Newspaper article The Evening Standard (London, England)

Get It Right First Time; (1) Lucy Judd's Move to the Country Was a Disaster - but Now She Runs a Business Helping Others to Avoid Her Mistakes, Says Caroline Phillips (2) HOMES & PROPERTY

Newspaper article The Evening Standard (London, England)

Get It Right First Time; (1) Lucy Judd's Move to the Country Was a Disaster - but Now She Runs a Business Helping Others to Avoid Her Mistakes, Says Caroline Phillips (2) HOMES & PROPERTY

Article excerpt

Byline: CAROLINE PHILLIPS

LUCY Judd appeared to have it all: a great husband, Dominic, a wonderful baby and an 18th century cottage home with roses round the door and sheep in the neighbouring field in exquisite Bodiam in East Sussex.

But Lucy, 31, was itching for something more. Most days she would jump in the car and drive 90 minutes just be be with friends. "There was no one likeminded nearby," she recalls. "Most of them had never even been out of the area."

There were no decent shops close by, either, and certainly no health club or amenities for mothers with young babies.

Lucy missed her past life as a property consultant for Ernst & Young, when she and Dominic had been one of Clapham's Dinky couples - duel income, no kids yet.

All that changed overnight when their baby, Henrietta, came along in 2001.

They decided to move to the country, not realising it would mean a three-hour commute for Dominic, who recruits surveyors, nor how much their lifestyle would change. Says Lucy: "I morphed out of all recognition; I was miserable."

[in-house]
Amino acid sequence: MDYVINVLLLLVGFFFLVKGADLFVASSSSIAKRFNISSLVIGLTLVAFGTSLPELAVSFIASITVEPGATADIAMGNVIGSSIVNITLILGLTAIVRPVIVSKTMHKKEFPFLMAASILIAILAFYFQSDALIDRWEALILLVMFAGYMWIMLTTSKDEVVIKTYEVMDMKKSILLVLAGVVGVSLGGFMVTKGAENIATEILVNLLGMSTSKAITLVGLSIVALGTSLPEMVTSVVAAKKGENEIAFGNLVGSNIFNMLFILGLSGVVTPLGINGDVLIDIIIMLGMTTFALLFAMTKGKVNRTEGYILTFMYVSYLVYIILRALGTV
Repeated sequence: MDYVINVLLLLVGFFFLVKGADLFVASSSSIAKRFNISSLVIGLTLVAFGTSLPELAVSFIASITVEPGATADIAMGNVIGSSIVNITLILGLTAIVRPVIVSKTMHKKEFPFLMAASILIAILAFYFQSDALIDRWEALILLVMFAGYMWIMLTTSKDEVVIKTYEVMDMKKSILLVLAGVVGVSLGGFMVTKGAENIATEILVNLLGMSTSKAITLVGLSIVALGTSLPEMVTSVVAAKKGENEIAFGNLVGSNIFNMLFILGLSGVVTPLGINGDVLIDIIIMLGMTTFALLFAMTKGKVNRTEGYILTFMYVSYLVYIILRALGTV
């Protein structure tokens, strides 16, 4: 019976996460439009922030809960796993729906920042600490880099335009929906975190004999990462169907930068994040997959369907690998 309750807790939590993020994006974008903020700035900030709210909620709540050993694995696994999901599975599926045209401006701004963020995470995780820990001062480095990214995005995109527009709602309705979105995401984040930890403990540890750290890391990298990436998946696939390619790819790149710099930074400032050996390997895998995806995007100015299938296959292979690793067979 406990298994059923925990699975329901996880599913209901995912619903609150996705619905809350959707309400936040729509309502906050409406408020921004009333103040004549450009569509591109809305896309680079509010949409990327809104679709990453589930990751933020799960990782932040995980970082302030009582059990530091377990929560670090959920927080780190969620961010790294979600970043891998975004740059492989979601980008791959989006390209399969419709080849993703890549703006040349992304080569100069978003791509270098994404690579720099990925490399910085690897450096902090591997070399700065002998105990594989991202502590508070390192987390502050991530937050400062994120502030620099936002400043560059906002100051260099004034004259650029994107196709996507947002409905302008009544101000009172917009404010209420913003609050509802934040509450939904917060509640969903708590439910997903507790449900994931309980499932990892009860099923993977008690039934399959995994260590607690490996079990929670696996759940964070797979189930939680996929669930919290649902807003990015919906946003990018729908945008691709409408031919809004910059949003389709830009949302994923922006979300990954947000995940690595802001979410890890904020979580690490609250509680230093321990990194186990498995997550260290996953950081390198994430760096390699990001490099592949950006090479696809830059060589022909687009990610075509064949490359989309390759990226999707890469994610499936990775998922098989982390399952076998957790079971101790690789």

A year ago, they moved again, but not back to London. They now live in another 18th century house - complete with Aga, beams and rambling outbuildings - also in East Sussex. But this time they chose a location near Fletching, close to busy Uckfield and easy for trains at Haywards Heath.

Everything they need is now on their doorstep.

The move has prompted Lucy to turn her unhappy experience to good use. She has started a home-search company, Simply Sussex, which shows people how to avoid emotional and expensive mistakes when they move house - and to get it right first time. She charges a registration fee of [pounds sterling]600 for a 26-week period, plus 1 per cent of the purchase price.

People's first problem, she says, is a lack of time: "What should you do when you don't have enough time to look, or when you are fed up with wasted journeys to see unsuitable properties, or when you don't know the area terribly well and are frustrated by continually chasing agents? …

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